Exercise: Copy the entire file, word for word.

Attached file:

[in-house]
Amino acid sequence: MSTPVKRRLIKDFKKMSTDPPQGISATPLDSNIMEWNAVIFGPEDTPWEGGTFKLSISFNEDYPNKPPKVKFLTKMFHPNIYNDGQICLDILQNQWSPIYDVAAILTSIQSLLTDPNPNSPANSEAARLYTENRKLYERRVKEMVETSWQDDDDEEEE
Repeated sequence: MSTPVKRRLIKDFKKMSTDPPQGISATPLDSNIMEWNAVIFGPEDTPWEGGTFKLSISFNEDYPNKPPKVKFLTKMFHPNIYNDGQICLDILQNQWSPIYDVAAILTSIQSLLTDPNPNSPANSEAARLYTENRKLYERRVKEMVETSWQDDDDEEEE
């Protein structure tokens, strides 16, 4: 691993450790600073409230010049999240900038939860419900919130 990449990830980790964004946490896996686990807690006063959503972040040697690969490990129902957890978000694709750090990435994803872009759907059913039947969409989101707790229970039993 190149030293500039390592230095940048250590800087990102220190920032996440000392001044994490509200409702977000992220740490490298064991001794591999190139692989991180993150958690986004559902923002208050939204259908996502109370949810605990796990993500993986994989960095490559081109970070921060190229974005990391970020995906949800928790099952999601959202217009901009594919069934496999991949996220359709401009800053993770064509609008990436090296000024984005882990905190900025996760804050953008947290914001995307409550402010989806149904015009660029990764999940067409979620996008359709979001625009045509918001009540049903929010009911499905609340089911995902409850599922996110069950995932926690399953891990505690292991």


[in-house]
Amino acid sequence: MSTPVKRRLIKDFKKMSTDPPQGISATPLDSNIMEWNAVIFGPEDTPWEGGTFKLSISFNEDYPNKPPKVKFLTKMFHPNIYNDGQICLDILQNQWSPIYDVAAILTSIQSLLTDPNPNSPANSEAARLYTENRKLYERRVKEMVETSWQDDDDEEEE
Repeated sequence: MSTPVKRRLIKDFKKMSTDPPQGISATPLDSNIMEWNAVIFGPEDTPWEGGTFKLSISFNEDYPNKPPKVKFLTKMFHPNIYNDGQICLDILQNQWSPIYDVAAILTSIQSLLTDPNPNSPANSEAARLYTENRKLYERRVKEMVETSWQDDDDEEEE
């Protein structure tokens, strides 16, 4: 691993450790600073409230010049999240900038939860419900919130 990449990830980790964004946490896996686990807690006063959503972040040697690969490990129902957890978000694709750090990435994803872009759907059913039947969409989101707790229970039993 190149030293500039390592230095940048250590800087990102220190920032996440000392001044994490509200409702977000992220740490490298064991001794591999190139692989991180993150958690986004559902923002208050939204259908996502109370949810605990796990993500993986994989960095490559081109970070921060190229974005990391970020995906949800928790099952999601959202217009901009594919069934496999991949996220359709401009800053993770064509609008990436090296000024984005882990905190900025996760804050953008947290914001995307409550402010989806149904015009660029990764999940067409979620996008359709979001625009045509918001009540049903929010009911499905609340089911995902409850599922996110069950995932926690399953891990505690292991």